Subject: I have found a DVD that I think you would enjoy
|Treasures of Black Cinema Vol 1|
Actors: Herb Jeffries, Artie Young, Rollie Hardin, Clarence Brooks, F.E. Miller
Directors: Arthur H. Leonard, Howard Bretherton, Leo C. Popkin, Richard C. Kahn
Genres: Drama, Documentary
A quartet of films hosted by "Shaft" himself, Richard Roundtree! From the birth of cinema, Hollywood produced over 500 "race films" exclusively for all-black theaters with all-black casts. Comics, cowboys and gangsters all... more »
Viewers, be contextual!
Jeffery Mingo | Homewood, IL USA | 03/10/2008
(2 out of 5 stars)
"Richard Roundtree said that between 1900 and 1950, 500 "race films" were made for African-American audiences before "Brown v. Board of Ed." or the Montgomery bus boycott. Only a few of them survive and this DVD gives 4 examples. There are 2 films on each side and I really think they could have put all of them on one side.
Two clich'es fit these movies: "so bad, it's good" and "good for its time." There were fight scenes where you hear the sound of a punch, but you don't see it happening. You see men walk through a broken window, but you don't see it smashed probably because they couldn't pay for it or do it in one shot. Remember in "Multifacial," when a director told Vin Diesel's character, "You may be part Black, but your Blackness doesn't read on film."? Well, there are people here, due to the black-and-white filming, who look white, but aren't being that it's an all-Black cast. Some viewers may not be able to handle all the amateurish filming and plot.
Still, this was good for its time. This gave me an idea of what my late grandparents would have considered entertaining more than 50 years ago. I'm glad African Americans have these few films to remember for historical purposes. Since white Hollywood wanted to exclude Blacks or only show them in demeaning and peripheral roles, Black folk maybe movies for themselves and by themselves, skills be darned!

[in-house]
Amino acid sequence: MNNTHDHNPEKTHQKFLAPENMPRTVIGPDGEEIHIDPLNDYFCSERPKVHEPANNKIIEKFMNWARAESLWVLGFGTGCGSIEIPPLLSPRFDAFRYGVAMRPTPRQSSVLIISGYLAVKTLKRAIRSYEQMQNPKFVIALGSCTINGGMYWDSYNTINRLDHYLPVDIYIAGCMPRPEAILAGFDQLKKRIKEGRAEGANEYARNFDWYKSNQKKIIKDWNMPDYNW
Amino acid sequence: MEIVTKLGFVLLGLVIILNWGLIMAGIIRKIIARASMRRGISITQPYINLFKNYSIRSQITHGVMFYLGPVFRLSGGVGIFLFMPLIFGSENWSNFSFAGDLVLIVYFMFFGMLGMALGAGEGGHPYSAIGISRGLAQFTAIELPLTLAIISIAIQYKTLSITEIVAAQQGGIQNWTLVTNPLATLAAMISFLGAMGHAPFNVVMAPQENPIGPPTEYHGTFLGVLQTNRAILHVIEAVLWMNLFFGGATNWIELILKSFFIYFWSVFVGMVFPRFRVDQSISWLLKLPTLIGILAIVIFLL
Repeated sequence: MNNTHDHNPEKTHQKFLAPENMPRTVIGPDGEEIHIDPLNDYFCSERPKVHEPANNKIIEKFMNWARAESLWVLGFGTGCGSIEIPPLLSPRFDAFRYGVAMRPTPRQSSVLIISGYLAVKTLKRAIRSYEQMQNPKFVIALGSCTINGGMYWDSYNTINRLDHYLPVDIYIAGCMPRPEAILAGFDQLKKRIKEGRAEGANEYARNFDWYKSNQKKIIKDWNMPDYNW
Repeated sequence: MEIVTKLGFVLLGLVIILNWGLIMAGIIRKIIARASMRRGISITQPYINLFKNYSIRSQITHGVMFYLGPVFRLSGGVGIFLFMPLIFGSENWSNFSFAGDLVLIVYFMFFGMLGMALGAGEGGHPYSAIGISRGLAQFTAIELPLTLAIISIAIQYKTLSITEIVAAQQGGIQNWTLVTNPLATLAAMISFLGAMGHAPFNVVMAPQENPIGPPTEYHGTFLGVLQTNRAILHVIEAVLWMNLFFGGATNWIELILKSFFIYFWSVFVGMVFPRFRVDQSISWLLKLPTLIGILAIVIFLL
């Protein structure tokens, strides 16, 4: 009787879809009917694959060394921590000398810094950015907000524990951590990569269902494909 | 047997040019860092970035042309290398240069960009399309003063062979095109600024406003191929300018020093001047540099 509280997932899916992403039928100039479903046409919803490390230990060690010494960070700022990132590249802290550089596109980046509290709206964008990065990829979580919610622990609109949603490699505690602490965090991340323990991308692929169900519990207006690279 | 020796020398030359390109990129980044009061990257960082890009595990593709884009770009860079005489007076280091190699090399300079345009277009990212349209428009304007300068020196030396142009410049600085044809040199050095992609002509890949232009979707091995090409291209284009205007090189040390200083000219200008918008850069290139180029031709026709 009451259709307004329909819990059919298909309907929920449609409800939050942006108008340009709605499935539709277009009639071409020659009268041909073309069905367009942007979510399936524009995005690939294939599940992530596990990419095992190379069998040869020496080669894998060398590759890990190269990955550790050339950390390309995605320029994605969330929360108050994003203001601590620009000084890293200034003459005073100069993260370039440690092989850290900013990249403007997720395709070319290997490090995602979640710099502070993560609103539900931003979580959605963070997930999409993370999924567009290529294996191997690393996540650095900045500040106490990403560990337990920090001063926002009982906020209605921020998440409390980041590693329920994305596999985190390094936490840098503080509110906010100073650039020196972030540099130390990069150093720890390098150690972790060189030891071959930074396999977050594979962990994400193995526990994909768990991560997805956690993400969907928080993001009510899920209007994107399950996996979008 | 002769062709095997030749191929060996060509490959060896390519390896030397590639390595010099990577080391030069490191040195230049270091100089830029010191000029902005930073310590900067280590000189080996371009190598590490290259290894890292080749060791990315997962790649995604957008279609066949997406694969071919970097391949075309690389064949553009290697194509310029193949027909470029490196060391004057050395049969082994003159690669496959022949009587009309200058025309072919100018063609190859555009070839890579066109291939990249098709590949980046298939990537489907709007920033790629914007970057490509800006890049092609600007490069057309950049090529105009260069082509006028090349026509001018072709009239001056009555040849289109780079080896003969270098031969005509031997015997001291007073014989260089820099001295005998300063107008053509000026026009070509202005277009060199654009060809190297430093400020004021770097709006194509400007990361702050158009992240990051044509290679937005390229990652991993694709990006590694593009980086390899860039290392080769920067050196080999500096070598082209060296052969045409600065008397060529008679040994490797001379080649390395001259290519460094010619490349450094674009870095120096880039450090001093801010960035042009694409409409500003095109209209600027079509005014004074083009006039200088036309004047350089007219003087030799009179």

Though everyone else hates it, I love "Alien 3." You can tell that the alien was just computer-generated. However, CGI was in its infancy in the early 1990s. I'm willing to suspend my disbelief on one aspect in order to appreciate the totality of the film. Here too, these works are not high-quality, but they gave Black audiences generations ago a way to see themselves on the screen without being oppressed.
There are many critics, both anti-racist and racist, who have dogged rap. But the longstanding success of rap has significance. The way the genre speaks to suburban kids and ghetto kids means something crucial. These films similarly can be condemned, but they should be appreciated for what they did at the time.
Some may want to watch this alongside the documentary "Black Southern Cinema." Grandparents may want to watch it with their grandchildren. This may even be a good way for college courses on Black cinema to begin."